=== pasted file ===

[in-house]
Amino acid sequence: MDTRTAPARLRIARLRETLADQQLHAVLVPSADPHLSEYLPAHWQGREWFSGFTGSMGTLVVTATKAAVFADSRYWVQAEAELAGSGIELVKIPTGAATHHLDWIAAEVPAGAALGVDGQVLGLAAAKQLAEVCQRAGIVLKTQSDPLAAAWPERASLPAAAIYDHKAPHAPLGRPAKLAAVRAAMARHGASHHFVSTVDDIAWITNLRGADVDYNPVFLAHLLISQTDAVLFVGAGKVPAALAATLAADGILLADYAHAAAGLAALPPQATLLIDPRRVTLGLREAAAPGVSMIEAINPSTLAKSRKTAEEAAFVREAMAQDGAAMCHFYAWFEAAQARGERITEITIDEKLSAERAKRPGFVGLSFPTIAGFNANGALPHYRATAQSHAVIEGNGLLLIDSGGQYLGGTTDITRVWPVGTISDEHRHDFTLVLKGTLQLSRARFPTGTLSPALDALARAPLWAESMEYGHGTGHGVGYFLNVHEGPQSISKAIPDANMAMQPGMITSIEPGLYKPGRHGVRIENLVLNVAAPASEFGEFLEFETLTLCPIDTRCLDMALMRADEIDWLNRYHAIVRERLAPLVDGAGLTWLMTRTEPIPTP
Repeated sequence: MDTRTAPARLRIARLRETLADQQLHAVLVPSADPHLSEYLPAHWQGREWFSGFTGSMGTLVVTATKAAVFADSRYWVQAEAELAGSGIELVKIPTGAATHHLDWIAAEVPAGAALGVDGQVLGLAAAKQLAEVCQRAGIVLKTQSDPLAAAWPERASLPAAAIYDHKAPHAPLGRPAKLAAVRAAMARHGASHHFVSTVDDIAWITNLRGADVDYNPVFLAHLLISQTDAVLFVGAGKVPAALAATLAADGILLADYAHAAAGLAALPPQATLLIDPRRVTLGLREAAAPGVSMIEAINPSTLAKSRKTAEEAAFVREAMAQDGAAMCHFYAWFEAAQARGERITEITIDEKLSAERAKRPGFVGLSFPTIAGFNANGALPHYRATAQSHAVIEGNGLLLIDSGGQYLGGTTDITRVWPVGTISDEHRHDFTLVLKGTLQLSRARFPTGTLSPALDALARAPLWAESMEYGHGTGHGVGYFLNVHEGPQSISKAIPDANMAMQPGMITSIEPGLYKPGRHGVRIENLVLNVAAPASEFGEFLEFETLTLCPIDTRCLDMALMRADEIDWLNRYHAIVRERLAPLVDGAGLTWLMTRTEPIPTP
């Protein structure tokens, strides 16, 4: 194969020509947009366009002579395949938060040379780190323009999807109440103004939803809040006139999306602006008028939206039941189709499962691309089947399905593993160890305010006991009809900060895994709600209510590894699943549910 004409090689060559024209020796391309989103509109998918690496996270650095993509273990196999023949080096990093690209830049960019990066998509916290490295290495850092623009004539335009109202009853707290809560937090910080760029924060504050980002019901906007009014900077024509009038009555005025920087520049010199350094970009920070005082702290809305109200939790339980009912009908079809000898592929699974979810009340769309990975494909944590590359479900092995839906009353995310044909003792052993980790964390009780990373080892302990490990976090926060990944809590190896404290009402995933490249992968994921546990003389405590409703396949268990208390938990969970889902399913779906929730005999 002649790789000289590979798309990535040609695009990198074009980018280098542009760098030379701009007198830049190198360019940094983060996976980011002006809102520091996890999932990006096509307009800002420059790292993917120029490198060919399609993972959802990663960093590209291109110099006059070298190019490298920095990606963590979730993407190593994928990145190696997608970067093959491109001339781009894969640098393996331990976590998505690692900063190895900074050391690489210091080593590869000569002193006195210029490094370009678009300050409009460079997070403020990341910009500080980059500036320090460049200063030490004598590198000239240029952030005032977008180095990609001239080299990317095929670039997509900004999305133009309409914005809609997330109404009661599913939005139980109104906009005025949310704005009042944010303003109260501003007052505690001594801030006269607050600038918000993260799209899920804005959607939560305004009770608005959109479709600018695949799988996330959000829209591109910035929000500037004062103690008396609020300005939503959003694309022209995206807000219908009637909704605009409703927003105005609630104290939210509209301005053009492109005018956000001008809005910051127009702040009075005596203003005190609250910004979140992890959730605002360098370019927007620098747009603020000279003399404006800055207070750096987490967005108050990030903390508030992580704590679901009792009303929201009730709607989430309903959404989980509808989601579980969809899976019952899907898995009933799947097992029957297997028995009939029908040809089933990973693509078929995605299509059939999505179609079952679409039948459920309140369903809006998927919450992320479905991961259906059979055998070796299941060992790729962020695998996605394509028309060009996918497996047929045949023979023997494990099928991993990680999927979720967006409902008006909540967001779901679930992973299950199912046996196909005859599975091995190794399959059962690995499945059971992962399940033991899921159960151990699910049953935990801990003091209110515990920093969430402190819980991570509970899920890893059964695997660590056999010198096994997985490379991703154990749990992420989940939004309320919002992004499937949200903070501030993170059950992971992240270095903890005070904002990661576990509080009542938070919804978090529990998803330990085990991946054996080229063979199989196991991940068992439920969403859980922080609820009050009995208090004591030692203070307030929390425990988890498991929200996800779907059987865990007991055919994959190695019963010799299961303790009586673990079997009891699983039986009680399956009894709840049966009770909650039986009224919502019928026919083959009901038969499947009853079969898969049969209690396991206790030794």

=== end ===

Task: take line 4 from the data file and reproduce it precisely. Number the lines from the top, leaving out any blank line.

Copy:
């Protein structure tokens, strides 16, 4: 194969020509947009366009002579395949938060040379780190323009999807109440103004939803809040006139999306602006008028939206039941189709499962691309089947399905593993160890305010006991009809900060895994709600209510590894699943549910 004409090689060559024209020796391309989103509109998918690496996270650095993509273990196999023949080096990093690209830049960019990066998509916290490295290495850092623009004539335009109202009853707290809560937090910080760029924060504050980002019901906007009014900077024509009038009555005025920087520049010199350094970009920070005082702290809305109200939790339980009912009908079809000898592929699974979810009340769309990975494909944590590359479900092995839906009353995310044909003792052993980790964390009780990373080892302990490990976090926060990944809590190896404290009402995933490249992968994921546990003389405590409703396949268990208390938990969970889902399913779906929730005999 002649790789000289590979798309990535040609695009990198074009980018280098542009760098030379701009007198830049190198360019940094983060996976980011002006809102520091996890999932990006096509307009800002420059790292993917120029490198060919399609993972959802990663960093590209291109110099006059070298190019490298920095990606963590979730993407190593994928990145190696997608970067093959491109001339781009894969640098393996331990976590998505690692900063190895900074050391690489210091080593590869000569002193006195210029490094370009678009300050409009460079997070403020990341910009500080980059500036320090460049200063030490004598590198000239240029952030005032977008180095990609001239080299990317095929670039997509900004999305133009309409914005809609997330109404009661599913939005139980109104906009005025949310704005009042944010303003109260501003007052505690001594801030006269607050600038918000993260799209899920804005959607939560305004009770608005959109479709600018695949799988996330959000829209591109910035929000500037004062103690008396609020300005939503959003694309022209995206807000219908009637909704605009409703927003105005609630104290939210509209301005053009492109005018956000001008809005910051127009702040009075005596203003005190609250910004979140992890959730605002360098370019927007620098747009603020000279003399404006800055207070750096987490967005108050990030903390508030992580704590679901009792009303929201009730709607989430309903959404989980509808989601579980969809899976019952899907898995009933799947097992029957297997028995009939029908040809089933990973693509078929995605299509059939999505179609079952679409039948459920309140369903809006998927919450992320479905991961259906059979055998070796299941060992790729962020695998996605394509028309060009996918497996047929045949023979023997494990099928991993990680999927979720967006409902008006909540967001779901679930992973299950199912046996196909005859599975091995190794399959059962690995499945059971992962399940033991899921159960151990699910049953935990801990003091209110515990920093969430402190819980991570509970899920890893059964695997660590056999010198096994997985490379991703154990749990992420989940939004309320919002992004499937949200903070501030993170059950992971992240270095903890005070904002990661576990509080009542938070919804978090529990998803330990085990991946054996080229063979199989196991991940068992439920969403859980922080609820009050009995208090004591030692203070307030929390425990988890498991929200996800779907059987865990007991055919994959190695019963010799299961303790009586673990079997009891699983039986009680399956009894709840049966009770909650039986009224919502019928026919083959009901038969499947009853079969898969049969209690396991206790030794």